Business

Four Types of Freelancing: Running a Freelance Business Full-Time (Part 3 of 4)

3 Comments 22 January 2010

Four Types of Freelancing: Running a Freelance Business Full-Time (Part 3 of 4)

This is part 3 of a 4 part series that looks at dif­fer­ent approaches to free­lanc­ing and which one may be best for your sit­u­a­tion: Part 1: Work­ing Full-Time while Free­lanc­ing and Part 2: Work­ing Part-time while Free­lanc­ing.

Free­lanc­ing Full-time

To me, there is noth­ing like the feel­ing of run­ning your own free­lance busi­ness. It’s one of the most reward­ing —and most challenging—things I have ever accomplished.

I spent the major­ity of my design career work­ing full-time as a Cre­ative Direc­tor for a pub­lish­ing com­pany while run­ning my free­lance busi­ness on the side. A few years ago, I left to start a busi­ness with a part­ner who was a friend. I ended up leav­ing that busi­ness after one year because of some unex­pected issues that arose. My wife and I were expect­ing our first daugh­ter at the time and I was for­tu­nate to return to my pre­vi­ous employer and soon to my for­mer position.

That was a tremen­dous learn­ing expe­ri­ence, how­ever, that made me much stronger and wiser. I resolved that the next time, I would only go into busi­ness for myself and I would be much bet­ter pre­pared for suc­cess. That ‘next time’ was a lit­tle over one year ago and, so far, has been such an incred­i­bly reward­ing experience.

But what was it about the allure of run­ning my own free­lance busi­ness that kept draw­ing me to it?

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The pros:

Con­trol
When you free­lance full-time, you are finally in con­trol of your own des­tiny. You’re no longer at the whim of a com­pany buy­out or other cir­cum­stances that are beyond your con­trol. My busi­ness is depen­dent upon many dif­fer­ent clients and I’m con­stantly gain­ing new clients through word-of-mouth, refer­rals and a lit­tle mar­ket­ing here and there. If I do lose a client or two, the impact on my over­all busi­ness is minimal—or at least short term as I con­tinue to pick up new clients.

Free­dom
Being an inde­pen­dent designer is the ulti­mate free­dom. Want to work from home? Then do so. Want to take time off? Then take it. You set your own sched­ule. Sure you have to be self-disciplined and moti­vated for it to work—but how pow­er­ful is that to no longer be under the con­trol of an employer’s rules and restrictions?

Flex­i­bil­ity
My wife and I have two young daugh­ters. I didn’t want to be the Dad who gets off at 5:00 or 6:00 p.m. and has to face an hour com­mute home. And if one is sick or has a spe­cial event com­ing up, I don’t have to ask someone’s per­mis­sion to spend time with my own child. Think about how crazy that sounds! I didn’t want to look back on this time of their lives and have any regrets.

Own­er­ship
You get to cre­ate your own brand that uniquely reflects who you are. You’re the one who lays out the vision and direc­tion for your busi­ness to go. That was very appeal­ing to me as a designer and entre­pre­neur. I was used to design­ing brands, web­sites and mar­ket­ing mate­ri­als for other com­pa­nies. Now I had the oppor­tu­nity to apply my knowl­edge and skill to my own business.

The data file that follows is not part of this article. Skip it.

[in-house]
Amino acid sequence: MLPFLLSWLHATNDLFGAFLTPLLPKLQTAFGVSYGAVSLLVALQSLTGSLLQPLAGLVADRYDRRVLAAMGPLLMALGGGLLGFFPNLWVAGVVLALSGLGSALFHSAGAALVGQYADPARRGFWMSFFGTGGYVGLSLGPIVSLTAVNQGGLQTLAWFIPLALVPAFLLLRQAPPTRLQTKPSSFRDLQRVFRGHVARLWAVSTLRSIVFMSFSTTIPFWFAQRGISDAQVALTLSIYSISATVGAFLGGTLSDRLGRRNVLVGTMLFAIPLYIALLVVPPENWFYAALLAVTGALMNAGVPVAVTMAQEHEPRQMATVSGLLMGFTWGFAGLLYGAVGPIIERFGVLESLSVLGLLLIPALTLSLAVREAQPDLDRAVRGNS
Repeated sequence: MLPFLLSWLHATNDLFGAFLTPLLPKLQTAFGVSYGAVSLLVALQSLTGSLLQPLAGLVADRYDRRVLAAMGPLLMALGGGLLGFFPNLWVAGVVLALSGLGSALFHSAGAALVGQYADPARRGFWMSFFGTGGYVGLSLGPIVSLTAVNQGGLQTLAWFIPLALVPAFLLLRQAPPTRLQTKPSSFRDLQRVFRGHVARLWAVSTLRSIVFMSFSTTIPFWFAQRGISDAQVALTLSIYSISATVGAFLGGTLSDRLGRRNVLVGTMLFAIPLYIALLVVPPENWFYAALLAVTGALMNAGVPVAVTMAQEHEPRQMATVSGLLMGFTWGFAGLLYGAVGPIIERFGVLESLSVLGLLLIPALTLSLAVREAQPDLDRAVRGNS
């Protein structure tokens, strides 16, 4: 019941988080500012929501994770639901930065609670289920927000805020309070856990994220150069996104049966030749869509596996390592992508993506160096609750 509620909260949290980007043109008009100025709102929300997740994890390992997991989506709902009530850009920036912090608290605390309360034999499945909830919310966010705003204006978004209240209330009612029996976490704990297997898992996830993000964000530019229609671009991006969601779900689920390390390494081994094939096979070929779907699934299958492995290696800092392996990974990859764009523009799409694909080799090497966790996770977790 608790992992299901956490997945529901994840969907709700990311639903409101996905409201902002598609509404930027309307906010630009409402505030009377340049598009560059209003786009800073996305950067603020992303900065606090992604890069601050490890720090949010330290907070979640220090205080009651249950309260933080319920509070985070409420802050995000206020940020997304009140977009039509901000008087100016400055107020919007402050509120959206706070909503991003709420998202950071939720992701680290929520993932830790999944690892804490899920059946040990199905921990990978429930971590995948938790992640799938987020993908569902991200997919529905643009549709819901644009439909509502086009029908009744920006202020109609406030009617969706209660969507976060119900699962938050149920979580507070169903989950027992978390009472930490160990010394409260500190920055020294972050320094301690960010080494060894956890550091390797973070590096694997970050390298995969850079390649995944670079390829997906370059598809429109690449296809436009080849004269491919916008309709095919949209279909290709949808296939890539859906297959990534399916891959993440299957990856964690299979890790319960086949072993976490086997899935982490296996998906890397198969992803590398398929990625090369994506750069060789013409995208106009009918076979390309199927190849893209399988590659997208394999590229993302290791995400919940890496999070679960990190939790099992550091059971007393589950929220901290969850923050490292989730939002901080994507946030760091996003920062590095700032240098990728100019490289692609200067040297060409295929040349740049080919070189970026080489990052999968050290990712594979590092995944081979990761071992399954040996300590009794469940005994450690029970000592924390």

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The cons:

I even hes­i­tate to call them ‘cons’—perhaps ‘chal­lenges’ might be a bet­ter term. For­tu­nately, each one can be addressed and man­aged, but let’s take a look at some of the biggest challenges.

Many Hats
As a full-time free­lancer, you have to wear many hats. You’re now the book­keeper, the recep­tion­ist, the owner, the designer, the sales­per­son, the col­lec­tions depart­ment and even the janitor.

Long Hours
There is no doubt that with suc­cess comes hard work. As a result, you can find your­self work­ing longer hours than if you just worked full-time.

Feast and Famine
If not care­ful, you can expe­ri­ence the feast and famine cycle where you may have lit­tle work or receiv­ables com­ing in for a while. Then by con­trast, the next month you may be faced with mul­ti­ple projects that are all due at the same time.

Iso­la­tion
A com­mon theme of free­lanc­ing is feel­ing iso­lated if you don’t take the proper steps to guard against it. Some­times, it can even lead to depression.

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Sum­mary:

The pros far out­weigh the cons here in my opin­ion. You just have to be aware and man­age the cons so they don’t get out of con­trol. I believe when you free­lance full-time, you can expe­ri­ence the most reward­ing and cre­ative time of your life. It takes hard work and ded­i­ca­tion, but so does any­thing in life that is worth having.

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Your Turn:

What is your expe­ri­ence? Do you free­lance full-time? How long have you been doing so and what are some of the biggest rewards—and challenges—that you have faced?

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Author

Neil Brown

Neil Brown - who has written 16 posts on Freelance Show.

Neil Brown is the founder of the Freelance Show and runs Brown Advertising, LLC, a successful graphic design studio.

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